Flagstaff Tourism Held Up Despite Partial Forest Closures
A decision by federal officials in May to close parts of the national forest around Flagstaff caused concerns about lost spending during the peak tourist season, but cooler temperatures apparently were enough to draw visitors to the mountain city.
The Coconino National Forest and four others in Arizona implemented partial closures because of fears of catastrophic wildfires amid severe drought conditions. Other land management agencies imposed fire restrictions.
The Arizona Daily Sun reports that vacationers still visited Flagstaff despite not having access to popular forest recreation sites around the city for about six weeks, including all of June.
A key indicator was an increase in sales tax revenue for Flagstaff. The city said it was 11 percent higher in June than in the same month last year. The city's tax on bars, restaurants and hotels — called the bed, board and beverage tax — increased by 8 percent.
Areas closed by the Coconino forest included Mount Elden overlooking Flagstaff's east side and Mormon Mountain next to Mormon Lake, which is southeast of the city.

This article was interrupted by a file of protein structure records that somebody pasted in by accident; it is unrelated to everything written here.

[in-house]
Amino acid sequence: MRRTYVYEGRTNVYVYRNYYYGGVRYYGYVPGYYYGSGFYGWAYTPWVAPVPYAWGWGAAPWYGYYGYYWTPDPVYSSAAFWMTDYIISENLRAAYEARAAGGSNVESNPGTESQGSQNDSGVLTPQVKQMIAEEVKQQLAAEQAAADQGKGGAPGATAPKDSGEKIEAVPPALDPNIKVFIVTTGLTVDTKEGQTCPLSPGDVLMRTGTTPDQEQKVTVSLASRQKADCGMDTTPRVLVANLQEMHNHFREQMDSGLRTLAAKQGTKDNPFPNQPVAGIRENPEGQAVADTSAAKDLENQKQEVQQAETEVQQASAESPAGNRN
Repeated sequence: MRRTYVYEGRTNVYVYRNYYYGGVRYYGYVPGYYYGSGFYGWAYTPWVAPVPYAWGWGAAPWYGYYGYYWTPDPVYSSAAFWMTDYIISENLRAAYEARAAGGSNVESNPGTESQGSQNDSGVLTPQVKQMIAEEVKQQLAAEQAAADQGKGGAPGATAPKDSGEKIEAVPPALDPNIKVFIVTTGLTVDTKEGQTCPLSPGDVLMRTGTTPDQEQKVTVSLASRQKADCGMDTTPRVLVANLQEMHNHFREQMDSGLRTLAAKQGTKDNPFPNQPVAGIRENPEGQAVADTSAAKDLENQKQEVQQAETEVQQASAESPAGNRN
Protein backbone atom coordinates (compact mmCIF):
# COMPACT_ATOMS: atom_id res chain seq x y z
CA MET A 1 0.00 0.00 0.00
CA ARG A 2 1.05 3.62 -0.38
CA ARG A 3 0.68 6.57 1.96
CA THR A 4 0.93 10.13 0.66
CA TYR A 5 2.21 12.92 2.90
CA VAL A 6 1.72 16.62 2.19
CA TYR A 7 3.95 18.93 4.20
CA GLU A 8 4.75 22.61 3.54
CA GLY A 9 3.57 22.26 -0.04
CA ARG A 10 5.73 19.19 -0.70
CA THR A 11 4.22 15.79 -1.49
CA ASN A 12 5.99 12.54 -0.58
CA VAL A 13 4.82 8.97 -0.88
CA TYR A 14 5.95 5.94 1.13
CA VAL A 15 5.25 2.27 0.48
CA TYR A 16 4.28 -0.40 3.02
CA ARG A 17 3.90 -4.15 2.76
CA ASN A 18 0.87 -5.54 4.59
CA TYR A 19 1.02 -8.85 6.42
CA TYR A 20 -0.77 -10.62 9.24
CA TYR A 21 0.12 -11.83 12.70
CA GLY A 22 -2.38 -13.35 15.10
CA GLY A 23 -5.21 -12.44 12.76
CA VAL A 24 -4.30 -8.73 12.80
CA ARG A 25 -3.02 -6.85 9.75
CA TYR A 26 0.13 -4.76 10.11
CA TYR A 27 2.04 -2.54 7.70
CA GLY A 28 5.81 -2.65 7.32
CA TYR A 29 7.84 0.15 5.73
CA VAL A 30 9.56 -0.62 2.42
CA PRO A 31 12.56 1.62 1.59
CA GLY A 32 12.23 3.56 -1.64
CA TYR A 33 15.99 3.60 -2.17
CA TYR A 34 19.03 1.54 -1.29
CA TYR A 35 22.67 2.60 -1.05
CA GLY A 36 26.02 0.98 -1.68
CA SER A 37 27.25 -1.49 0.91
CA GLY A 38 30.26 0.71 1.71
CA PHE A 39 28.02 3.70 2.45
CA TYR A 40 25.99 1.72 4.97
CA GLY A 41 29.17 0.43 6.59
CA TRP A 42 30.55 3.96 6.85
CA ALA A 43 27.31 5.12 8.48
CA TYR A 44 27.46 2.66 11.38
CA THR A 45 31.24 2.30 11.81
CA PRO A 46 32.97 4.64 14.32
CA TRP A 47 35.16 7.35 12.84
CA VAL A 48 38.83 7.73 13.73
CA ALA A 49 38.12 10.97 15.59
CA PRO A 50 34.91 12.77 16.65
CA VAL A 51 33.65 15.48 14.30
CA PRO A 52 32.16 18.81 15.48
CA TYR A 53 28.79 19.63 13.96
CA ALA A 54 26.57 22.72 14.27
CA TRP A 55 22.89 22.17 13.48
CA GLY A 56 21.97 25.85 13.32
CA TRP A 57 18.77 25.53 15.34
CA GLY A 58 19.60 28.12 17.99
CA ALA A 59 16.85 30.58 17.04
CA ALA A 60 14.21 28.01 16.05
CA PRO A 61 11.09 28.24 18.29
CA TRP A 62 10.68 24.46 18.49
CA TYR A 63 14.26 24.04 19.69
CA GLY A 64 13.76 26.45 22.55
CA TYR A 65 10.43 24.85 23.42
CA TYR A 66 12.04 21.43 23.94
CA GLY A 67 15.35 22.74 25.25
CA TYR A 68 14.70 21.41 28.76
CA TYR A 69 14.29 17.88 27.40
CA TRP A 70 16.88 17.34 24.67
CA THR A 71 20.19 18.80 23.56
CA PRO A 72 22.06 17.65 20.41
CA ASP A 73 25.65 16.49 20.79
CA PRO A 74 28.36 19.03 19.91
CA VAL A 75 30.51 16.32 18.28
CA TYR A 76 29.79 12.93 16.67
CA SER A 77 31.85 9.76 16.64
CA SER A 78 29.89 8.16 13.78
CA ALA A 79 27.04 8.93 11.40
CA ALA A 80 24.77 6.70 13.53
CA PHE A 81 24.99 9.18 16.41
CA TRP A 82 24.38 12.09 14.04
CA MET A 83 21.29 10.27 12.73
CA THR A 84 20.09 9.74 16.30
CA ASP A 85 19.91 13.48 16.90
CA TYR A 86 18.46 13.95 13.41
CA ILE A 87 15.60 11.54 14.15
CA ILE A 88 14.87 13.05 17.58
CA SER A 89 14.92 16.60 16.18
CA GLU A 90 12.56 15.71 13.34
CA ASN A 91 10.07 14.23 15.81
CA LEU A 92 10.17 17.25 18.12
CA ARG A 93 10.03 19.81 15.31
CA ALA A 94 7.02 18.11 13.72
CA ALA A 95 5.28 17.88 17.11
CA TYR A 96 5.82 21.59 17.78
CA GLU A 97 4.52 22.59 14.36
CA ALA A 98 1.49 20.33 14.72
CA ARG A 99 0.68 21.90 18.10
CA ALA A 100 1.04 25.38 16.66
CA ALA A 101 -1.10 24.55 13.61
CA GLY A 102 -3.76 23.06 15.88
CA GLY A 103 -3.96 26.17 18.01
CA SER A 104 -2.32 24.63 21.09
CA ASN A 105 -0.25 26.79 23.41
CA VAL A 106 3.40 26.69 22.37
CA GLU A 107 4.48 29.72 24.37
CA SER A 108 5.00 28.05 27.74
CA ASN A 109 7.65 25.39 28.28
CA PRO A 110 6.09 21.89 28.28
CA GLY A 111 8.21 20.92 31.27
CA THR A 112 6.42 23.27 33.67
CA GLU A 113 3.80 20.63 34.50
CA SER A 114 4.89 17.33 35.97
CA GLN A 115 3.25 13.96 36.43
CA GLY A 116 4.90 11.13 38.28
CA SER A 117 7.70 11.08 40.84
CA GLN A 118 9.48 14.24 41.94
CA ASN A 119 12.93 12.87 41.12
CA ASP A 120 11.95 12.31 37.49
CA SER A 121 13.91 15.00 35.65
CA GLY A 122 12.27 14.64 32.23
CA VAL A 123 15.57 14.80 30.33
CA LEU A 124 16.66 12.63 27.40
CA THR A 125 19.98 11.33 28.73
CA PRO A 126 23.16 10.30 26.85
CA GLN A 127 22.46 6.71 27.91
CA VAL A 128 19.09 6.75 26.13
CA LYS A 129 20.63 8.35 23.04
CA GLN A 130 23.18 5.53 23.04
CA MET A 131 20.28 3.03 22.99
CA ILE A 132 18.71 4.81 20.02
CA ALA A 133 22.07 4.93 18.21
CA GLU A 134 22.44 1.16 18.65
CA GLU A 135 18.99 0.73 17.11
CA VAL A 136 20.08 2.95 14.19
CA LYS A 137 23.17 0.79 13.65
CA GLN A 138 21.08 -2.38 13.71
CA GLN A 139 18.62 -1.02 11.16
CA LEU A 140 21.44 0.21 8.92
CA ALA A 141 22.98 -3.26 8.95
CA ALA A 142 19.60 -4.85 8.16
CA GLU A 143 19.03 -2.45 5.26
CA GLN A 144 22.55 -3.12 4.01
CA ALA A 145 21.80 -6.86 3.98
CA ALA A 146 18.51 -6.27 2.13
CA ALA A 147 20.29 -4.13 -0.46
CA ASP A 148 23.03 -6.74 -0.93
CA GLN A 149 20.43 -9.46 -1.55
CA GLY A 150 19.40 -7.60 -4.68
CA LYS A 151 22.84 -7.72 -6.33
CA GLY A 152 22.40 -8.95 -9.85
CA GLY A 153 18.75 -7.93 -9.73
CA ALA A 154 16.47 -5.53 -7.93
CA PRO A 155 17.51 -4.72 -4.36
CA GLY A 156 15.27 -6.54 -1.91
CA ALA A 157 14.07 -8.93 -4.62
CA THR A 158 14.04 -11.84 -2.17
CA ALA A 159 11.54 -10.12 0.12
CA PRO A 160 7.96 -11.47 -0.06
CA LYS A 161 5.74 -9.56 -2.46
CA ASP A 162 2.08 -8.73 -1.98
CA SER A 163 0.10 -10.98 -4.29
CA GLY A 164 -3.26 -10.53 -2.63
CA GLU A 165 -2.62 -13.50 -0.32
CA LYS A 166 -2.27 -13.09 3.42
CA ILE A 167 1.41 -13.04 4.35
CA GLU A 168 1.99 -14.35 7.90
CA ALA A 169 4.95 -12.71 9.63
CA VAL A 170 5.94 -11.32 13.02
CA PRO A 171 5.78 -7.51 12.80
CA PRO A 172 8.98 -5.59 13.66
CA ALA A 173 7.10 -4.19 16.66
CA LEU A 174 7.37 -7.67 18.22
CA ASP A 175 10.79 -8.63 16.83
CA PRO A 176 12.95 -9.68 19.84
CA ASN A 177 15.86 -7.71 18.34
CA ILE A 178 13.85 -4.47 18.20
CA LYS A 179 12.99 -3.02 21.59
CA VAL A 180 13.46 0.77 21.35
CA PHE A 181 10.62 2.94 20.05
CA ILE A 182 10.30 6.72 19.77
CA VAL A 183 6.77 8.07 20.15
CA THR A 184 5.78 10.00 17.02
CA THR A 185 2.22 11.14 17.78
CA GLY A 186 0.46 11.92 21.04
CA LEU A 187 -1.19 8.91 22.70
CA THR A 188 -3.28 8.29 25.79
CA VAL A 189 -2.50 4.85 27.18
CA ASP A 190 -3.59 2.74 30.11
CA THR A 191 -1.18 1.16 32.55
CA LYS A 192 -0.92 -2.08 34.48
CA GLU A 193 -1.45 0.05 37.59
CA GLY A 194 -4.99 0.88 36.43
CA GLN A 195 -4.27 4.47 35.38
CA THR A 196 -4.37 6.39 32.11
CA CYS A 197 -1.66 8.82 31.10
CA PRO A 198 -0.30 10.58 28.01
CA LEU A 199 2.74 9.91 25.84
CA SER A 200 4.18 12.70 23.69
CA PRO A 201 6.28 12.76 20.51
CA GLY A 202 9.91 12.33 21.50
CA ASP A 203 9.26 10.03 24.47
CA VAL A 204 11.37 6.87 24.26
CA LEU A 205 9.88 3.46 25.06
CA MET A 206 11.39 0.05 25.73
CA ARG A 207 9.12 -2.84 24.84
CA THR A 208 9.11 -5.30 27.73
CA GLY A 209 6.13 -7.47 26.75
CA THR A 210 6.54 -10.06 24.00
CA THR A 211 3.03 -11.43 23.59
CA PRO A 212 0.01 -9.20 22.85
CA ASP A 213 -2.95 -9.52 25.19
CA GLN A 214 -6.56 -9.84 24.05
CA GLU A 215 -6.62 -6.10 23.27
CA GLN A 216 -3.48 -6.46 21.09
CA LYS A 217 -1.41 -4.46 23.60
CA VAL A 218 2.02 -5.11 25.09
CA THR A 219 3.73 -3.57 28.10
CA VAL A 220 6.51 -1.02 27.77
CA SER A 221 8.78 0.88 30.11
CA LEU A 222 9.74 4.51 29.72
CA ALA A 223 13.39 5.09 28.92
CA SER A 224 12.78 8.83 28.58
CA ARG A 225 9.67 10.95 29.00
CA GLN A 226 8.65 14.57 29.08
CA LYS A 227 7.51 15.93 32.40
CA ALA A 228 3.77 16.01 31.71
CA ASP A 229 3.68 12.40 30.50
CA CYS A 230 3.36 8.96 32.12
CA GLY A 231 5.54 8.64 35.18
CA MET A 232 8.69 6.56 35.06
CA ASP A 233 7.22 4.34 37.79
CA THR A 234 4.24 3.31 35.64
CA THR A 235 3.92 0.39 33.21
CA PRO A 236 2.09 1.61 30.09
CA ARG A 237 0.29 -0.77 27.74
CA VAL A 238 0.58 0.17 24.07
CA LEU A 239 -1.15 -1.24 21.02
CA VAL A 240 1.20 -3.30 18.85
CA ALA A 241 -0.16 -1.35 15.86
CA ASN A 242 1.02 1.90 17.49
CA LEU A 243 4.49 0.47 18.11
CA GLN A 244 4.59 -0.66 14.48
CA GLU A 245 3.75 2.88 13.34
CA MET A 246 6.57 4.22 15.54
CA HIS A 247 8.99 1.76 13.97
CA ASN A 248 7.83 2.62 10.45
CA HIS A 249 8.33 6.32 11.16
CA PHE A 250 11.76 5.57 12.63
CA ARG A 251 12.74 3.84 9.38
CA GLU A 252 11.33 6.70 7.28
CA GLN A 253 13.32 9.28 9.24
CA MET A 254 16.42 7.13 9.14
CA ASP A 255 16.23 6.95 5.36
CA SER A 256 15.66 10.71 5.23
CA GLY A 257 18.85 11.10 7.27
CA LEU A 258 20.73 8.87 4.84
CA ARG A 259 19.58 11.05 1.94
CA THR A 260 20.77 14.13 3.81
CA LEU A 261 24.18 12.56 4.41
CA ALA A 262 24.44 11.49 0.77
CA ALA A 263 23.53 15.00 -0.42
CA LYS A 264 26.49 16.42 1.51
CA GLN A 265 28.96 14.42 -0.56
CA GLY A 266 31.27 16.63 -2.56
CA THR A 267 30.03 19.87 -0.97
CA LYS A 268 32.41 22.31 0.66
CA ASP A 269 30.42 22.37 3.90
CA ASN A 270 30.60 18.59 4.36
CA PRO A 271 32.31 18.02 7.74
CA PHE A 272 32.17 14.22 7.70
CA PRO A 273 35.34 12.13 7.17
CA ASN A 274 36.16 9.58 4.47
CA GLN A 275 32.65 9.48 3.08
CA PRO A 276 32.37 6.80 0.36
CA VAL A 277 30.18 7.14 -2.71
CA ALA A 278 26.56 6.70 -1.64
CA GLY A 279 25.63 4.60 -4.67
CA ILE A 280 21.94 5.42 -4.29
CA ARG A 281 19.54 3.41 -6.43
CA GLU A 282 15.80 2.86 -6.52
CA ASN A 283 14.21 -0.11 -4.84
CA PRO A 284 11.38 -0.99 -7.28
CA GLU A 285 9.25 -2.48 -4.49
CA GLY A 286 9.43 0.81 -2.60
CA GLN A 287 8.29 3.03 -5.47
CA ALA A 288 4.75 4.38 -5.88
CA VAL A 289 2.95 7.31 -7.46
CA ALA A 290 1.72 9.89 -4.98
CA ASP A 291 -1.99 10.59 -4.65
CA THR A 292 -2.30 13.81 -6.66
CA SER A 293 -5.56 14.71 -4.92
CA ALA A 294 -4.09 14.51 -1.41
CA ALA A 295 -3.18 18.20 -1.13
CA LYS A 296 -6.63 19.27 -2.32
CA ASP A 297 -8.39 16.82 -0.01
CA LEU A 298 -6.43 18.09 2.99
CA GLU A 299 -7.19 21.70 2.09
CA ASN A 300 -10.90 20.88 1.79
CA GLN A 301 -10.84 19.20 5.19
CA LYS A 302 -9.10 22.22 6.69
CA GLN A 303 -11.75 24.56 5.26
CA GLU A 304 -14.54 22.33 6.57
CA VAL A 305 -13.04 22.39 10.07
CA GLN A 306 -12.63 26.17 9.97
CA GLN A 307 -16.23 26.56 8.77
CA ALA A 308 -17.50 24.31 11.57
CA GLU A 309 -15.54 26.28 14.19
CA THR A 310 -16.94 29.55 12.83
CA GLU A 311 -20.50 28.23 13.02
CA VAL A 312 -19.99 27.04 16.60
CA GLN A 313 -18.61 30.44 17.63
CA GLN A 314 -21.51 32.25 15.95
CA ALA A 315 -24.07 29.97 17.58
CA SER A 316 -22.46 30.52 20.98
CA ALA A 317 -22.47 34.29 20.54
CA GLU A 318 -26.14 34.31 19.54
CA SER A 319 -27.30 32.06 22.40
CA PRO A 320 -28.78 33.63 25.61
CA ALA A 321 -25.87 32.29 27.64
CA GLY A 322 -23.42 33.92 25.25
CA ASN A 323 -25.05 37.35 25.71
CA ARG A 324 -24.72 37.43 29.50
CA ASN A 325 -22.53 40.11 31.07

Camping in the forests isn't the only reason people — particularly residents of Arizona's desert cities — visit Flagstaff during the summer, said Coconino National Forest spokesman Brady Smith.
"Their primary drive is not to build a campfire, their primary drive is to get out of the heat," Smith said.
Anthony Quintile, general manager at Absolute Bikes, acknowledged the closures created some trouble for businesses.
However, Absolute Bikes saw it as an opportunity to direct visitors to lesser-used trails, he said.
"It was interesting to have an excuse to send people someplace else and see that they had a lot of fun riding those trails," Quintile said. "They're fun trails."